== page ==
At least a draft of this work is considered to have been completed by the time he was 75 years of age, but there is evidence that he kept revising it until he was about 85 years of age.
The Kyogyoshinsho is a major work that is divided into six chapters: Chapter on Teaching, Chapter on Practice, Chapter on Shinjin, Chapter on Attainment, Chapter on True Buddha Land and Chapter on Transformed Buddha Land. It is a very difficult work, written in kambun, the Japanese way of writing Chinese, but it describes the Jodo-Shinshu teaching very clearly. At the end of this work, the Venerable Master confesses his joy at being in the embrace of Amida Buddha’s Primal Vow:
What a joy to place my mind in the soil of the Buddha’s Universal Vow and let my thoughts flow into the sea of the “marvelously mysterious” dharma. I deeply acknowledge the Tathagata’s compassion and sincerely appreciate the Master’s (Hõnen’s) benevolence in instructing me. My feeling of indebtedness grows as my joy increases. I have therefore expressed the essentials of the True Teaching (Shinshu) by collecting important passages on the Pure Land. I can think only of the Buddha’s deep Benevolence, and care not the least about the abuses of others. May those who read this eventually attain the Serene Shinjin of the Vow-Power either by the cause of faithful obedience or by the condition of doubt and abuse, and realize Supreme Fruition in the Land of Serene Sustenance.
After expressing his joy at being embraced within the Primal Vow, the Venerable Master states that those with shinjin are, of course, included, but he hopes that the doubts of those without shinjin will become the condition for them to accept the Primal Vow. His greatest wish is for even one more person to become aware of the saving grace of the Primal Vow and attain true happiness.
The Shoshin-ge (Hymn of True Shinjin), that is chanted daily in Jodo-Shinshu households throughout Japan, is found at the end of the Chapter on Faith of the Kyogyoshinsho.
The Venerable Master returned to Kyoto from the Kanto area during 1232 AD (1st year of Joei), at about the age of 60.
In Kyoto, with its much greater resources of Buddhist materials, the Venerable Master completed work on his Kyogyoshinsho. He wrote many other works that are indispensable for a detailed understanding of the Jodo-Shinshu teaching. They include: Jodo Monrui Jusho (A Collection of Passages on the Pure Land), Gutoku-sho (Notes of an Ignorant Short-Haired One), Nyushitsu Nimon-ge (Hymns on Entering and Leaving the Twin Gates), Jodo Wasan(Japanese Poems on the Pure Land), Koso Wasan (Japanese Poems on the Eminent Monks), Shozomatsu Wasan (Japanese Poems on the Three Periods (of the True, Semblance and Decay of the Dharma)), Kotaishi Shotoku Hosan(In Praise of Prince Shotoku), Dainippon Kokuzoku Sano Shotoku Taishi Hosan(In Praise of Shotoku Taishi, the Kokuzoku Sano of the Great Country of Japan), Yuishinsho Mon’i (Essence of “Faith Alone”), Ichinen Tanen Mon’i (Notes on the One Recitation and the Many Recitations), Songo Shinzo Meimon (Collection of Comments on the “Objects of Reverence”), Jodo Sangyo Ojo Monrui (Passages on Birth in the Pure Land Based on the Three Pure Land Sutras), Nyorai Nishu Eko-mon (The Two Types of Amida Buddha’s Merit Transferences), and Mida Nyorai Myogo Toku (The Virtue of Amida Buddha’s “Name”).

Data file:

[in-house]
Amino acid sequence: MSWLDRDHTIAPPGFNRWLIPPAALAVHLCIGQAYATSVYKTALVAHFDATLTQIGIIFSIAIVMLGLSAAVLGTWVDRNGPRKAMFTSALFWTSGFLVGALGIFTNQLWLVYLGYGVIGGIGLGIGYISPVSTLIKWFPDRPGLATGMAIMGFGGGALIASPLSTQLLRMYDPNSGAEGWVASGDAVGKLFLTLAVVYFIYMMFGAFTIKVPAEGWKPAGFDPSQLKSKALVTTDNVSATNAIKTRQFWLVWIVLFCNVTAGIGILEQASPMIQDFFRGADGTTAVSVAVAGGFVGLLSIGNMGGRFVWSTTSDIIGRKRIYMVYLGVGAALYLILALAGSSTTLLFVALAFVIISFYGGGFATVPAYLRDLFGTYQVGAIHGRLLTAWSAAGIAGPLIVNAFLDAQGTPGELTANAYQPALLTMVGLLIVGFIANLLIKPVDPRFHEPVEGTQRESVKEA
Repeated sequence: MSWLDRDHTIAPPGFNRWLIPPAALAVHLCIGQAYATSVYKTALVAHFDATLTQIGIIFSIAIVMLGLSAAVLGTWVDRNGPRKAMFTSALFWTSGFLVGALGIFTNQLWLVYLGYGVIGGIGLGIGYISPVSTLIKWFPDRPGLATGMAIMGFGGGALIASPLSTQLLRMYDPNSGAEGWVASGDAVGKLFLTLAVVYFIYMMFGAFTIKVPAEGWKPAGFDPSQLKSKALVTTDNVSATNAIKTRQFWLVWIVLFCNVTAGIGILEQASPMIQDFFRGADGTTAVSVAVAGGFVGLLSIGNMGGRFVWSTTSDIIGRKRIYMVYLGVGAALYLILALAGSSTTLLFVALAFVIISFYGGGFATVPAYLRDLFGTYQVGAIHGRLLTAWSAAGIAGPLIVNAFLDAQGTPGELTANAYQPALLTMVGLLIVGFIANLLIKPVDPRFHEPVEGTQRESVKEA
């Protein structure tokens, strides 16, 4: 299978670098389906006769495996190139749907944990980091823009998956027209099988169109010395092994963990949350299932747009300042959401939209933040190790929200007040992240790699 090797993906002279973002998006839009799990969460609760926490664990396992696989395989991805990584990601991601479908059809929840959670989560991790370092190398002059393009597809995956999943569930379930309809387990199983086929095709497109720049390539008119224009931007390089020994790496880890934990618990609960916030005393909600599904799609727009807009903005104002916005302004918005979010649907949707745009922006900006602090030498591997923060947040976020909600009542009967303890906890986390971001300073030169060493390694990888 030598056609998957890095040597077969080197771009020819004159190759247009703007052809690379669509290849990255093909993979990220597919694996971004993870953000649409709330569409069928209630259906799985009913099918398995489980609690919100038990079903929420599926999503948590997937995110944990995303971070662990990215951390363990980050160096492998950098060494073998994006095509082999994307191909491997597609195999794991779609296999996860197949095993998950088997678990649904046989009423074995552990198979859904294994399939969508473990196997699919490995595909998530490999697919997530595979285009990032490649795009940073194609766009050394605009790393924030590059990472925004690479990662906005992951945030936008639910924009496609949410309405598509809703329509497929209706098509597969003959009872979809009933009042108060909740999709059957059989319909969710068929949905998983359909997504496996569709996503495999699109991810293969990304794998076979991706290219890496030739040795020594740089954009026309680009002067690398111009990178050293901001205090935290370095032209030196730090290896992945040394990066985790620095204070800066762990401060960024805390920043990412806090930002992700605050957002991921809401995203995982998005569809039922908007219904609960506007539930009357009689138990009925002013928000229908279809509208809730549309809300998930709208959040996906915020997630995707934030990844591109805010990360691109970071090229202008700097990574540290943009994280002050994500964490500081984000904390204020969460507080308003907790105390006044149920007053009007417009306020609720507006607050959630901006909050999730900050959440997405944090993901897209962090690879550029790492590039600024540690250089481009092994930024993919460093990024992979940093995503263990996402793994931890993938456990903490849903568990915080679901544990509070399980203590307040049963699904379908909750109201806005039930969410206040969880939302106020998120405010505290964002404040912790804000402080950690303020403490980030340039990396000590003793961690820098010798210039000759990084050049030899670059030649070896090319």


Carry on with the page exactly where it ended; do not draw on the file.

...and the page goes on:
In addition to the above, the Venerable Master wrote many letters to his disciples and followers who remained in the Kanto area, further explaining the teaching of Jodo-Shinshu. These letters were later collected and published under titles such as Mattosho (Light for the Latter Ages) and Goshosoku-sho(Collection of Honorable Letters).
With all his literary activities, the Venerable Master must have been very busy in Kyoto.
The one great disappointment of the Venerable Master’s later years must have been having to disown his son, Zenran. This came about because misunderstandings of his teaching began to grow among the people who remained in the Kanto area.
One of the misunderstandings was that since Amida Buddha’s Primal Vow states that everyone (except those who commit the Five Perversities) who recites the Nembutsu will be born in the Pure Land, i.e., that as long as you recite the Nembutsu, it is all right to even commit wrong deeds. The technical term for this wrong attitude is zoaku muge.